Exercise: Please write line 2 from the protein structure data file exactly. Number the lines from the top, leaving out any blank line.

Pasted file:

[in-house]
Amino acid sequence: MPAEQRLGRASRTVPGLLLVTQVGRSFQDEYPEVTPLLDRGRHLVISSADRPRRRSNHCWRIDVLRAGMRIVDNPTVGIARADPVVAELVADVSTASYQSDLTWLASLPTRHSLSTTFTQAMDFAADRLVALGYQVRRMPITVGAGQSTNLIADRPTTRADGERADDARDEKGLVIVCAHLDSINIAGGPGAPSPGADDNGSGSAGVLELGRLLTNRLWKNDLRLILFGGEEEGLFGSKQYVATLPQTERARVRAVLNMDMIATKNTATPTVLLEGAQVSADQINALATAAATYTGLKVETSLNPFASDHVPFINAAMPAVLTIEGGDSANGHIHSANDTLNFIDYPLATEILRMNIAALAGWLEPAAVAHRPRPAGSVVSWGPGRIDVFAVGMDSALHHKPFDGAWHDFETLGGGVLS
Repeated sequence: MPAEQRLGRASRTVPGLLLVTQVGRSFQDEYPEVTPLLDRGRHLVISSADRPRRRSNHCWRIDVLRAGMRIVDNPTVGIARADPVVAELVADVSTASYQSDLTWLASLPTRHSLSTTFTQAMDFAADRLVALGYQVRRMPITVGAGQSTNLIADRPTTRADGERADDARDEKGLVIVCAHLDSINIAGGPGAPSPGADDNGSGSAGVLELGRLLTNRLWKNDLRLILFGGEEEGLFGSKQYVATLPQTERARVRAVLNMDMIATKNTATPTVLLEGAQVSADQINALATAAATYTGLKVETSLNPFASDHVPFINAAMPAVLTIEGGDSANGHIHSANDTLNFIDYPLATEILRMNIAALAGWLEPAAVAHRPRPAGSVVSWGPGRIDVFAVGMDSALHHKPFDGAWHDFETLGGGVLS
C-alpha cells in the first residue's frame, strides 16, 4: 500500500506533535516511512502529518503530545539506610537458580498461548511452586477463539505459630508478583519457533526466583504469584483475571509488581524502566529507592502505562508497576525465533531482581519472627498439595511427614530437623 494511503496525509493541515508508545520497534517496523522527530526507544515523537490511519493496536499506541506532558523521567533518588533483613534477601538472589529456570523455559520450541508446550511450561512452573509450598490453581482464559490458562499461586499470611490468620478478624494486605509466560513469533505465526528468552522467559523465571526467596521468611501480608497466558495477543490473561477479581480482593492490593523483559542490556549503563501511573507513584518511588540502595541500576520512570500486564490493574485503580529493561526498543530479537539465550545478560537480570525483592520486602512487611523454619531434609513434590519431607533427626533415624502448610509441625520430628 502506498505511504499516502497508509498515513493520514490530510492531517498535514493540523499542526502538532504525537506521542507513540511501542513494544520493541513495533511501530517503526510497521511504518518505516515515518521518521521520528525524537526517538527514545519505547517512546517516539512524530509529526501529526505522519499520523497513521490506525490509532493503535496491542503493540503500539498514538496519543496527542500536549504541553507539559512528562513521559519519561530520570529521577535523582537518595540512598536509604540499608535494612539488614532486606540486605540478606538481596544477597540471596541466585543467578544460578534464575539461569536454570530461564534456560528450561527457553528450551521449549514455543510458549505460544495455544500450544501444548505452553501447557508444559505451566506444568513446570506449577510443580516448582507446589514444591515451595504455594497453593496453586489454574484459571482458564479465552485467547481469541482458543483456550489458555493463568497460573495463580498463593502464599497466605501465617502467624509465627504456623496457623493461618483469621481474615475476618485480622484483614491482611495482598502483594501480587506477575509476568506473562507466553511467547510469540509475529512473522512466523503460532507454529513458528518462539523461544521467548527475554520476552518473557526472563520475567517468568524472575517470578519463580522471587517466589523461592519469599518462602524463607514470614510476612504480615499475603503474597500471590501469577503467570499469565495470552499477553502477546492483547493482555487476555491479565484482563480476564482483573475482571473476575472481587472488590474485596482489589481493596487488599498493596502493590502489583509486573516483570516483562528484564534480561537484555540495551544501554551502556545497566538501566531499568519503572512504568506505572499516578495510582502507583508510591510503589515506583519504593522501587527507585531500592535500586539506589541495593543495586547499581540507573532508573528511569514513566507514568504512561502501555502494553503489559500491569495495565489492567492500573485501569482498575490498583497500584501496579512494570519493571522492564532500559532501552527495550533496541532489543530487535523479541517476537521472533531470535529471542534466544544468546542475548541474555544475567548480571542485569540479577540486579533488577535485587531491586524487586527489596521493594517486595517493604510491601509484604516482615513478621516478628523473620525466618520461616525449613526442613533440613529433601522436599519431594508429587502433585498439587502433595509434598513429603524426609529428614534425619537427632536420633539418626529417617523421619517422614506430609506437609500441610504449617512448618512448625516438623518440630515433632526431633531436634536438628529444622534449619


Amino acid sequence: MPAEQRLGRASRTVPGLLLVTQVGRSFQDEYPEVTPLLDRGRHLVISSADRPRRRSNHCWRIDVLRAGMRIVDNPTVGIARADPVVAELVADVSTASYQSDLTWLASLPTRHSLSTTFTQAMDFAADRLVALGYQVRRMPITVGAGQSTNLIADRPTTRADGERADDARDEKGLVIVCAHLDSINIAGGPGAPSPGADDNGSGSAGVLELGRLLTNRLWKNDLRLILFGGEEEGLFGSKQYVATLPQTERARVRAVLNMDMIATKNTATPTVLLEGAQVSADQINALATAAATYTGLKVETSLNPFASDHVPFINAAMPAVLTIEGGDSANGHIHSANDTLNFIDYPLATEILRMNIAALAGWLEPAAVAHRPRPAGSVVSWGPGRIDVFAVGMDSALHHKPFDGAWHDFETLGGGVLS